Galli MM, Protzman NM, Mandelker EM, Malhotra AD, Schwartz E, Brigido SA. An examination of anatomic variants and incidental peroneal tendon pathologic features: a comprehensive MRI review of asymptomatic lateral ankles. J Foot Ankle Surg. 2015;54:164–72.CrossRefGoogle Scholar
  3. 3.
    Hammerschlag WA, Goldner JL. Chronic peroneal tendon subluxation produced by an anomalous peroneus brevis: case report and literature review. Foot Ankle. 1989;10:45–7.CrossRefGoogle Scholar
  4. 4.
    Geller J, Lin S, Cordas D, Vieira P. Relationship of a low-lying muscle belly to tears of the peroneus brevis tendon. Am J Orthop (Belle Mead NJ). 2003;32:541–4.Google Scholar
  5. 5.
    Buschmann WR, Cheung Y, Jahss MH. Magnetic resonance imaging of anomalous leg muscles: accessory soleus, peroneus quartus and the flexor digitorum longus accessorius. Foot Ankle. 1991;12:109–16.CrossRefGoogle Scholar
  6. 6.
    Boles MA, Lomasney LM, Demos TC, Sage RA. Enlarged peroneal process with peroneus longus tendon entrapment. Skeletal Radiol. 1997;26:313–5.CrossRefGoogle Scholar
  7. 7.
    Zammit J, Singh D. The peroneus quartus muscle: anatomy and clinical relevance. J Bone Joint Surg Br. 2003;85:1134–7.CrossRefGoogle Scholar
  8. 8.
    Rosenberg ZS, Bencardino J, Astion D, Schweitzer ME, Rokito A, Sheskier S. MRI features of chronic injuries of the superior peroneal retinaculum. AJR Am J Roentgenol. 2003;181:1551–7.CrossRefGoogle Scholar
  9. 9.
    Sobel M, Levy ME, Bohne WH. Congenital variations of the peroneus quartus muscle: an anatomic study. Foot Ankle. 1990;11:81–9.CrossRefGoogle Scholar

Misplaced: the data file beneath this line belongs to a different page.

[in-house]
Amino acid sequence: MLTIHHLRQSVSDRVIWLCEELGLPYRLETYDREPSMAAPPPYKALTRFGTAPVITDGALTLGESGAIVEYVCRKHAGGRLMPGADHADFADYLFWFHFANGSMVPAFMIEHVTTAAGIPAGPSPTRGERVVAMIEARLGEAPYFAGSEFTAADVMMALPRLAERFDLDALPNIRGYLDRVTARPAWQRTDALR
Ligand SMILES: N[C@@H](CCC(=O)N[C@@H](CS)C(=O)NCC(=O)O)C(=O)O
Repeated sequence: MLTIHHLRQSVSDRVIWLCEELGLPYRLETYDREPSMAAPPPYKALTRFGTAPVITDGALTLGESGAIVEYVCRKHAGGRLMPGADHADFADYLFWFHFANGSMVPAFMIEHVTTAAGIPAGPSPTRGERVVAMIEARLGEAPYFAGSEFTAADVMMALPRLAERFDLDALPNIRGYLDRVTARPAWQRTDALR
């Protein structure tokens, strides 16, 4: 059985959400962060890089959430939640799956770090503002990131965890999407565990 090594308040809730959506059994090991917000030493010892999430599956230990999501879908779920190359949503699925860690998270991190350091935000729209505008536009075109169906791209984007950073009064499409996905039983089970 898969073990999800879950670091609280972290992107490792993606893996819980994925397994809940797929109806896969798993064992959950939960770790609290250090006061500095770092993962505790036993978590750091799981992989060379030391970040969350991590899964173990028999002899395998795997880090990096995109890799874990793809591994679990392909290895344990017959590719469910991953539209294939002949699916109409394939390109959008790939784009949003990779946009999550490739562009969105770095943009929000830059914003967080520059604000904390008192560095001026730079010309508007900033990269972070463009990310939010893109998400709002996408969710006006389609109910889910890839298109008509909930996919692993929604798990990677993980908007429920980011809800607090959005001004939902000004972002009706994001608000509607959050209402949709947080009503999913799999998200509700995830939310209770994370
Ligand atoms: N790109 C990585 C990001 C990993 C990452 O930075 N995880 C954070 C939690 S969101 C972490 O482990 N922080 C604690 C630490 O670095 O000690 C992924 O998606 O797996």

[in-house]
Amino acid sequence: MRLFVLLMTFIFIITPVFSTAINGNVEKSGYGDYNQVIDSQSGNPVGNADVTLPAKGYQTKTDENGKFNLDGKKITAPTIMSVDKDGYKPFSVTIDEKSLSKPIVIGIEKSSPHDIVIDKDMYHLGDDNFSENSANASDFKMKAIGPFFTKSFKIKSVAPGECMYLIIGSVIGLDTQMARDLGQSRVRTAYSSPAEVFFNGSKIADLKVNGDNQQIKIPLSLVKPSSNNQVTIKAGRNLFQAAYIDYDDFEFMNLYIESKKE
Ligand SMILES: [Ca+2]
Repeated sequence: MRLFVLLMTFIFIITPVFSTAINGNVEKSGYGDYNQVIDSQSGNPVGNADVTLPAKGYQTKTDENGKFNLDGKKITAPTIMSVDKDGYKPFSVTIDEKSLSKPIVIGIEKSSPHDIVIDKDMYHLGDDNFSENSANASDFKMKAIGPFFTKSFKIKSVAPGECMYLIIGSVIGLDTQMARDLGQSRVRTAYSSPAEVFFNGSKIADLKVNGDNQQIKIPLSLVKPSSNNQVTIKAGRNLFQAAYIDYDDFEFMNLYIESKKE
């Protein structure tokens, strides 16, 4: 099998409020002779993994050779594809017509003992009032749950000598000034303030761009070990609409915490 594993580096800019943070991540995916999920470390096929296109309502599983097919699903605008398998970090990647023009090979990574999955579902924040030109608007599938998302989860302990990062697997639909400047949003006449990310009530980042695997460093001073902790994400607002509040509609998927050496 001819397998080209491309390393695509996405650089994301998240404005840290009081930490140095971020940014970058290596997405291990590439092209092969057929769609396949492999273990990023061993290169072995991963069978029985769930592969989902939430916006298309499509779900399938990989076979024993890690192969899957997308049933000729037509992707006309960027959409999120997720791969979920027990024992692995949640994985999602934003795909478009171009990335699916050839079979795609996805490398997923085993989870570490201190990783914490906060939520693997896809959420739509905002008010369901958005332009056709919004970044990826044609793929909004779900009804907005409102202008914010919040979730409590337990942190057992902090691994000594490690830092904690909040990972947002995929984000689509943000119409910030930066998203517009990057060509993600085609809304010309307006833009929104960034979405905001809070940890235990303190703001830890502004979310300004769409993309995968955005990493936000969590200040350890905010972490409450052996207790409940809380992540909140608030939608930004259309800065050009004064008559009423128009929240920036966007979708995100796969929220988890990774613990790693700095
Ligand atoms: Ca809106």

10. 10.
    Saupe N, Mengiardi B, Pfirrmann CW, Vienne P, Seifert B, Zanetti M. Anatomic variants associated with peroneal tendon disorders: MR imaging findings in volunteers with asymptomatic ankles. Radiology. 2007;242:509–17.CrossRefGoogle Scholar
  11. 11.
    Saxena A, Luhadiya A, Ewen B, Goumas C. Magnetic resonance imaging and incidental findings of lateral ankle pathologic features with asymptomatic ankles. J Foot Ankle Surg. 2011;50:413–5.CrossRefGoogle Scholar
  12. 12.
    O’Neil JT, Pedowitz D, Kerbel YE, Codding JL, Zoga AC, Raikin SM. Peroneal tendon abnormalities on routine magnetic resonance imaging of the foot and ankle. Foot Ankle Int. 2016;37(7):743–7.CrossRefGoogle Scholar
  13. 13.
    Rademaker J, Rosenberg ZS, Beltran J, Colon E. Alterations in the distal extension of the musculus peroneus brevis with foot movement. AJR Am J Roentgenol. 1997;168:787–9.CrossRefGoogle Scholar
  14. 14.